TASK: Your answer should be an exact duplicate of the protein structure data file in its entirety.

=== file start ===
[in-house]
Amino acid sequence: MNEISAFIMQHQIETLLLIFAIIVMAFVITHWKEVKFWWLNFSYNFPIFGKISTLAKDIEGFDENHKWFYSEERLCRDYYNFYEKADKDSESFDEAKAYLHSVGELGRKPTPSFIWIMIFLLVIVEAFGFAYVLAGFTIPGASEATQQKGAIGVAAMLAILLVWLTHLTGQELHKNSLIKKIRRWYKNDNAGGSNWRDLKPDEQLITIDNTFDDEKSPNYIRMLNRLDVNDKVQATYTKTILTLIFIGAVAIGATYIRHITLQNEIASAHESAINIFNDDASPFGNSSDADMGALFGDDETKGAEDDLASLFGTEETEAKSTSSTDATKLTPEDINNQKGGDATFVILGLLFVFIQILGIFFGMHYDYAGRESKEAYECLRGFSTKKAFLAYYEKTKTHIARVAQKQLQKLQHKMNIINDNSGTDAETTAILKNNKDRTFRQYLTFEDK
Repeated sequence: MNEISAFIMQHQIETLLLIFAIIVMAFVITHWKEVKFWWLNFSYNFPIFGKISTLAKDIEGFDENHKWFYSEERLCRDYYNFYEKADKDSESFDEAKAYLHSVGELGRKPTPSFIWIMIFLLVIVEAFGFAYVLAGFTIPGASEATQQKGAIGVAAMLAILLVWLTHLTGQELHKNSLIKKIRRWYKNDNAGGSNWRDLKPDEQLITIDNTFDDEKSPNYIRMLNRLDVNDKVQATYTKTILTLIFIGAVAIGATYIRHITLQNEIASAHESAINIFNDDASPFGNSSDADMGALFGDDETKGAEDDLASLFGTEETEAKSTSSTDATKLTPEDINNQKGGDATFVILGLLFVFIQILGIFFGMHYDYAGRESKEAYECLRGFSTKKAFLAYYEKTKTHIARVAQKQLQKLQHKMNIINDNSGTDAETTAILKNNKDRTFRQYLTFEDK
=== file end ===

[in-house]
Amino acid sequence: MNEISAFIMQHQIETLLLIFAIIVMAFVITHWKEVKFWWLNFSYNFPIFGKISTLAKDIEGFDENHKWFYSEERLCRDYYNFYEKADKDSESFDEAKAYLHSVGELGRKPTPSFIWIMIFLLVIVEAFGFAYVLAGFTIPGASEATQQKGAIGVAAMLAILLVWLTHLTGQELHKNSLIKKIRRWYKNDNAGGSNWRDLKPDEQLITIDNTFDDEKSPNYIRMLNRLDVNDKVQATYTKTILTLIFIGAVAIGATYIRHITLQNEIASAHESAINIFNDDASPFGNSSDADMGALFGDDETKGAEDDLASLFGTEETEAKSTSSTDATKLTPEDINNQKGGDATFVILGLLFVFIQILGIFFGMHYDYAGRESKEAYECLRGFSTKKAFLAYYEKTKTHIARVAQKQLQKLQHKMNIINDNSGTDAETTAILKNNKDRTFRQYLTFEDK
Repeated sequence: MNEISAFIMQHQIETLLLIFAIIVMAFVITHWKEVKFWWLNFSYNFPIFGKISTLAKDIEGFDENHKWFYSEERLCRDYYNFYEKADKDSESFDEAKAYLHSVGELGRKPTPSFIWIMIFLLVIVEAFGFAYVLAGFTIPGASEATQQKGAIGVAAMLAILLVWLTHLTGQELHKNSLIKKIRRWYKNDNAGGSNWRDLKPDEQLITIDNTFDDEKSPNYIRMLNRLDVNDKVQATYTKTILTLIFIGAVAIGATYIRHITLQNEIASAHESAINIFNDDASPFGNSSDADMGALFGDDETKGAEDDLASLFGTEETEAKSTSSTDATKLTPEDINNQKGGDATFVILGLLFVFIQILGIFFGMHYDYAGRESKEAYECLRGFSTKKAFLAYYEKTKTHIARVAQKQLQKLQHKMNIINDNSGTDAETTAILKNNKDRTFRQYLTFEDK